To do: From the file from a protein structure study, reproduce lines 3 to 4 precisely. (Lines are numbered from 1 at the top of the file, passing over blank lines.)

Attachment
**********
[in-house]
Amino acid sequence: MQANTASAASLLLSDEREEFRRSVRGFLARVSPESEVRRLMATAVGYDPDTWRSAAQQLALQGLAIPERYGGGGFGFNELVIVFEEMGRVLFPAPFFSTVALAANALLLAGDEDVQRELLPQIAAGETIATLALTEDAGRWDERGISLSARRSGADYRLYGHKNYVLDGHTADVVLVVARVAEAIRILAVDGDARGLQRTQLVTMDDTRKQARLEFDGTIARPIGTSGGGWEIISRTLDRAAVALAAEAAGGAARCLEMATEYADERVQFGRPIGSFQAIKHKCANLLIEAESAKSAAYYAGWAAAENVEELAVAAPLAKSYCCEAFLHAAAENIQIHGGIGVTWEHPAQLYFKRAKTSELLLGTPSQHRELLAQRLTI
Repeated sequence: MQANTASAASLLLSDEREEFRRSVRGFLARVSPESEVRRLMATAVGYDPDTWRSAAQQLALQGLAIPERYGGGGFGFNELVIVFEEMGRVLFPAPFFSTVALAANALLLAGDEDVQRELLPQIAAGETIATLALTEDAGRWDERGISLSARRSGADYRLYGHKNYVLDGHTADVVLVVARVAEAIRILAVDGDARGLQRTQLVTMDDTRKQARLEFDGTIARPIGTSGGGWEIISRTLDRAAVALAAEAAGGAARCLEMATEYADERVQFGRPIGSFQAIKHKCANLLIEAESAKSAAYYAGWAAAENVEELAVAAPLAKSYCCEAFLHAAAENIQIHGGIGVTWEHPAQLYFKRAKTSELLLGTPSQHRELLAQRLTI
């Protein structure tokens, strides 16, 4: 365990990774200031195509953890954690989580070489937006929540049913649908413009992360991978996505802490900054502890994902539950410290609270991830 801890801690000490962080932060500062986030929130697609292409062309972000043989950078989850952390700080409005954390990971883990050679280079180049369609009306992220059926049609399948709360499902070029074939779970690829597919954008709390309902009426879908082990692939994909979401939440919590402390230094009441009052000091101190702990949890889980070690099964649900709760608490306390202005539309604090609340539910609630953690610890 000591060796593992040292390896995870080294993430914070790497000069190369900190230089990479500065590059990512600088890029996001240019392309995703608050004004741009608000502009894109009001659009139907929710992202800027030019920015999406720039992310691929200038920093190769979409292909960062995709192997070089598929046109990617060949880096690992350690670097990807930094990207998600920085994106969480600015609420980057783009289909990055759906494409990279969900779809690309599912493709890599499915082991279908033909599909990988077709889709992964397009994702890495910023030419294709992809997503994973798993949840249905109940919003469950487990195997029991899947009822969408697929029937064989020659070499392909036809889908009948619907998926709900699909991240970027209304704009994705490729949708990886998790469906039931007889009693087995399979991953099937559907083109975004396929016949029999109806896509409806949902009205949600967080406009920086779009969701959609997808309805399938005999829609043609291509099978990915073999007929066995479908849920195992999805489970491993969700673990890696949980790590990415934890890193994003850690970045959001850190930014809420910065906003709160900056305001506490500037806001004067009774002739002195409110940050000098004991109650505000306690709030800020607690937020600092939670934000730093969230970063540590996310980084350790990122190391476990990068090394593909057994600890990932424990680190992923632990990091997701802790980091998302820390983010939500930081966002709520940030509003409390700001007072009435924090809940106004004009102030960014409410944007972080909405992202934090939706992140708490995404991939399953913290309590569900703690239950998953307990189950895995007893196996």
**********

Repeated sequence: MQANTASAASLLLSDEREEFRRSVRGFLARVSPESEVRRLMATAVGYDPDTWRSAAQQLALQGLAIPERYGGGGFGFNELVIVFEEMGRVLFPAPFFSTVALAANALLLAGDEDVQRELLPQIAAGETIATLALTEDAGRWDERGISLSARRSGADYRLYGHKNYVLDGHTADVVLVVARVAEAIRILAVDGDARGLQRTQLVTMDDTRKQARLEFDGTIARPIGTSGGGWEIISRTLDRAAVALAAEAAGGAARCLEMATEYADERVQFGRPIGSFQAIKHKCANLLIEAESAKSAAYYAGWAAAENVEELAVAAPLAKSYCCEAFLHAAAENIQIHGGIGVTWEHPAQLYFKRAKTSELLLGTPSQHRELLAQRLTI
């Protein structure tokens, strides 16, 4: 365990990774200031195509953890954690989580070489937006929540049913649908413009992360991978996505802490900054502890994902539950410290609270991830 801890801690000490962080932060500062986030929130697609292409062309972000043989950078989850952390700080409005954390990971883990050679280079180049369609009306992220059926049609399948709360499902070029074939779970690829597919954008709390309902009426879908082990692939994909979401939440919590402390230094009441009052000091101190702990949890889980070690099964649900709760608490306390202005539309604090609340539910609630953690610890 000591060796593992040292390896995870080294993430914070790497000069190369900190230089990479500065590059990512600088890029996001240019392309995703608050004004741009608000502009894109009001659009139907929710992202800027030019920015999406720039992310691929200038920093190769979409292909960062995709192997070089598929046109990617060949880096690992350690670097990807930094990207998600920085994106969480600015609420980057783009289909990055759906494409990279969900779809690309599912493709890599499915082991279908033909599909990988077709889709992964397009994702890495910023030419294709992809997503994973798993949840249905109940919003469950487990195997029991899947009822969408697929029937064989020659070499392909036809889908009948619907998926709900699909991240970027209304704009994705490729949708990886998790469906039931007889009693087995399979991953099937559907083109975004396929016949029999109806896509409806949902009205949600967080406009920086779009969701959609997808309805399938005999829609043609291509099978990915073999007929066995479908849920195992999805489970491993969700673990890696949980790590990415934890890193994003850690970045959001850190930014809420910065906003709160900056305001506490500037806001004067009774002739002195409110940050000098004991109650505000306690709030800020607690937020600092939670934000730093969230970063540590996310980084350790990122190391476990990068090394593909057994600890990932424990680190992923632990990091997701802790980091998302820390983010939500930081966002709520940030509003409390700001007072009435924090809940106004004009102030960014409410944007972080909405992202934090939706992140708490995404991939399953913290309590569900703690239950998953307990189950895995007893196996």